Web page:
Charlie Kaufman has signed on with Lionsgate — the home of The Hunger Games and Twilight series — to adapt yet another young adult series called Chaos Walking, about a dystopian future where thoughts are audible and privacy long gone. An inspired move! [Deadline]
Victoria Beckham designed a special edition of Range Rover’s off-road vehicle, the Evoque, which has rose-gold plated accents and vintage leather inspired seats. "I think it’s very cool," she says of the car. "I did a lot of research and not just with cars, old and new, but boats, planes, movie stars, different locations." [Reuters]
Goodie Mobb reunited last night on Cee-Lo’s The Voice, where they debuted their new single, "Fight To Win," off their upcoming Age Against The Machine. [RapRadar]
Last night through a series of tweets, electro-pop duo Purity Ring released the first full track, "Obedear," off their highly-anticipated debut Shrines, out this summer on 4D. [GvB]
"They’re afraid to talk to me," says Michael Moore of his now knowing interview subjects. "I have to send in my production assistants to do interviews.” [WSJ/Speakeasy]
With her old e-mail address, Kim Kardashian has dumped her "Kim Kardashian" Google alert. "I just feel I have peace of mind now," she says. "I hardly look on the Internet like I used to." She is, however, still "addicted" to Huff Post’s Real Estate section. [Paper]
● Banjo-playing, bluegrass pioneer Earl Scruggs died in Nashville yesterday at the age of 88. The influence his hard-driving, three-finger banjo pick had on his own Woodstock generation and those that followed (looking at you, Mumford and Sons) can not be overstated. [Billboard]
● In the heat of this boy band moment, 98-Degrees is rumored to be reuniting for the first time in ten years for a summer reunion tour. [RumorFix]
● Damien Hirst left this drawing of a shark — "just a quick sketch" to later be auctioned off for $7,400 — with one lucky chauffeur as a tip. Generous! [AnimalNY]
● Mad Men writers cribbed that "rambunctiously racist" opening water-bomb scene straight from an A1 New York Times story from May 28, 1966. [NYT]
● Charlie Kaufman, of Eternal Sunshine of the Spotless Mind and Being John Malkovich fame, has signed his first book deal with Grand Central Publishing. [Deadline]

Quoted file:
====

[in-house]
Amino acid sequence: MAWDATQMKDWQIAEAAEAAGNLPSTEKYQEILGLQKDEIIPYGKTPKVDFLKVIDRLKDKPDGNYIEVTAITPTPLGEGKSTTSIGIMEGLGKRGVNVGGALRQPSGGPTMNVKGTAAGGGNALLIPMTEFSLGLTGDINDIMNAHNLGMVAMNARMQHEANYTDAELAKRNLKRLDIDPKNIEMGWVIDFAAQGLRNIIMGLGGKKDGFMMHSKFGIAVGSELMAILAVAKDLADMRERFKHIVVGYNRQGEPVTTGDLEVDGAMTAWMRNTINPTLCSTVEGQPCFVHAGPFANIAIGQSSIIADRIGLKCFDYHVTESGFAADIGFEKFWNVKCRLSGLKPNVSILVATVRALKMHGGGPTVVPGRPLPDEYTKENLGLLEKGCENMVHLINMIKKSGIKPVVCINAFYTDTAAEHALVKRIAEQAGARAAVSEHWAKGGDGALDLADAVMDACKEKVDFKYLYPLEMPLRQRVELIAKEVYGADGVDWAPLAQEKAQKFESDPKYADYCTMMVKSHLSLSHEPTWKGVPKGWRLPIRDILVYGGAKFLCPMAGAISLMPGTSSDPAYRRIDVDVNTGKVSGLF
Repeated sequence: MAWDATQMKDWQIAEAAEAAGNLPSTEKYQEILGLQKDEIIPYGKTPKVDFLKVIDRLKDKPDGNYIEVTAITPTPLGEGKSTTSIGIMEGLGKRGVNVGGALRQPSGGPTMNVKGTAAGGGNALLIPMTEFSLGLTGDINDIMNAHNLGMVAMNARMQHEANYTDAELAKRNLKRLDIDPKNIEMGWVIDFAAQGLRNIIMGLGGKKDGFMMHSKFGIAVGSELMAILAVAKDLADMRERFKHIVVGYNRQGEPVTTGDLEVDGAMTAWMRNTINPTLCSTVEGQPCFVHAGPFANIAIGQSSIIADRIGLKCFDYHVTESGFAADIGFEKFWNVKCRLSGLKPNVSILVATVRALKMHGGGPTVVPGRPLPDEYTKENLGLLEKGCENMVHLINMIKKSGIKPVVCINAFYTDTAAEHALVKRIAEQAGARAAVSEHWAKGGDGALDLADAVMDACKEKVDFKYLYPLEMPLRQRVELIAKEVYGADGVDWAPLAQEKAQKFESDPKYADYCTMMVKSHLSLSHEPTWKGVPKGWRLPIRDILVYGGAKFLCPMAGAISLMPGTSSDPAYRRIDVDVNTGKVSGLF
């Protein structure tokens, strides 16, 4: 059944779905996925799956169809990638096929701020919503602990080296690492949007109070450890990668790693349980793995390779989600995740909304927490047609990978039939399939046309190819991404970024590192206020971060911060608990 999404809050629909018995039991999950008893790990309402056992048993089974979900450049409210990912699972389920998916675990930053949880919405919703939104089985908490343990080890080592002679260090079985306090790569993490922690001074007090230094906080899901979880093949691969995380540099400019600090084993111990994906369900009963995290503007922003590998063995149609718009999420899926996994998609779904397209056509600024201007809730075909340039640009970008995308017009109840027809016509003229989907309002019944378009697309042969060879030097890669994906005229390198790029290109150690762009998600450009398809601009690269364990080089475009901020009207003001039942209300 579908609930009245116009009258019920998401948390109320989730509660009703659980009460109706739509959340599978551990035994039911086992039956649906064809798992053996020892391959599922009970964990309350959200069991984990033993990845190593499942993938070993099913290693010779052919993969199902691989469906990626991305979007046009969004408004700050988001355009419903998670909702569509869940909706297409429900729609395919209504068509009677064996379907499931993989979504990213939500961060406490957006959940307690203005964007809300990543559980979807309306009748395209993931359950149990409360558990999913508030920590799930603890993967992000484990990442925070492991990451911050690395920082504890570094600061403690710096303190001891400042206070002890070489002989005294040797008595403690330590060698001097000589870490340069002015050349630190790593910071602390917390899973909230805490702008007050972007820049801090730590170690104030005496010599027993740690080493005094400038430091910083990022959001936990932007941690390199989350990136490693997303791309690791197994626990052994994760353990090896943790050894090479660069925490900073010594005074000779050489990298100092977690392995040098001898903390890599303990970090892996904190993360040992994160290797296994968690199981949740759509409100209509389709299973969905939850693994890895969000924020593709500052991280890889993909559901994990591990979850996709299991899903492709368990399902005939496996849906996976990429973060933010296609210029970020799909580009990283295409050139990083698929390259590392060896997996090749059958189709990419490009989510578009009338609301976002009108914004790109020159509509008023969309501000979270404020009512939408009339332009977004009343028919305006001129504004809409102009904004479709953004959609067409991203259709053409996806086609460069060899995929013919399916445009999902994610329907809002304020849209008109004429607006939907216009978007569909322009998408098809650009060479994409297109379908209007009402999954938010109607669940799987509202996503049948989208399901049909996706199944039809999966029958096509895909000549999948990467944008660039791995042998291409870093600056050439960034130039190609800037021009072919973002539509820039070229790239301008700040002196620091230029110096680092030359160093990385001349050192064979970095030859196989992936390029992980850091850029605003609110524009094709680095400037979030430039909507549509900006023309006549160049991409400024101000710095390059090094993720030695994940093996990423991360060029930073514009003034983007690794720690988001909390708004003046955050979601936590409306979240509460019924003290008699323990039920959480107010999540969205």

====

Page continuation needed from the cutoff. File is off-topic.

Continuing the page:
● Not hot to discuss her late night dalliances, Rihanna brushed off questions about about a certain Mr. Kutcher at a London press conference for Battleship, calling the inquiries "disappointing." "I am happy and single if that’s what you are really asking," she allowed instead. [MissInfo]
● Carson Daly apologized yesterday after making a confusing and homophobic joke about how a theoretical flight full of gay men headed to a flower convention would not have been able to stop Clayton Osbon, the crazed JetBlue captain. "I’m saddened that my comments, however unintentional, offended anyone, specifically members of the LGBT community,” he said in a statement. [NYDN]
Dreamworks’ forthcoming sequel, Kung-Fu Panda: The Kaboom of Doom, will depart radically from the original film. This time out, Po (Jack Black) will suffer a nervous breakdown when he realizes he’s not a “real” panda, but rather a cartoon, then subsequently join a Freudian dream analysis group (along with other neurotic, animated celebrities like Wile E. Coyote and Charlie Tuna) in the hopes of solving his own unique ontological riddle. It’s going to be very, very meta. Don’t believe me?
Well, I’ll admit, this is all purely speculative, but one can at least hope since THR has reported that wildly imaginative screenwriter Charlie Kaufman, author of such contemporary cinematic landmarks as Adaptation and Eternal Sunshine of the Spotless Mind, recently completed a just-shy-of-two-weeks polish job on the latest Panda pic. Of course, my previous flight-of-fancy notwithstanding, this doesn’t necessarily mean you’ll be able to tell. It’s a well-known fact that producers often go through scores of writers on a project like this, and the likelihood of being able to isolate an echt-Kaufman line is pretty slim. Still, imagine if Po were to give utterance to something like this, straight out of Kaufman’s script for Human Nature: “I realize that love is nothing more than a messy conglomeration of need, desperation, fear of death and insecurity about penis size.”
“I have a lot of problems.” And so begins the trailer to Synecdoche, New York, Charlie Kaufman’s eagerly anticipated brain-squelcher of a movie. Those six words sum up all of Kaufman’s protagonists, and Phillip Seymour Hoffman’s destitute theater director appears no different. The film sees him re-create the mundanities of life in an emptied-out hangar, including a life-size replica of New York City. The magnetic Catherine Keener plays his ex-wife who left him for the German art scene, and Michelle Williams is an actress he marries. The trailer only hints at Kaufman’s trademark confounding self-reflexivity, and uncanniness, but it’s those ominous bleeps that make up the last seven seconds or so of this thing that really give me the creeps (in a good way).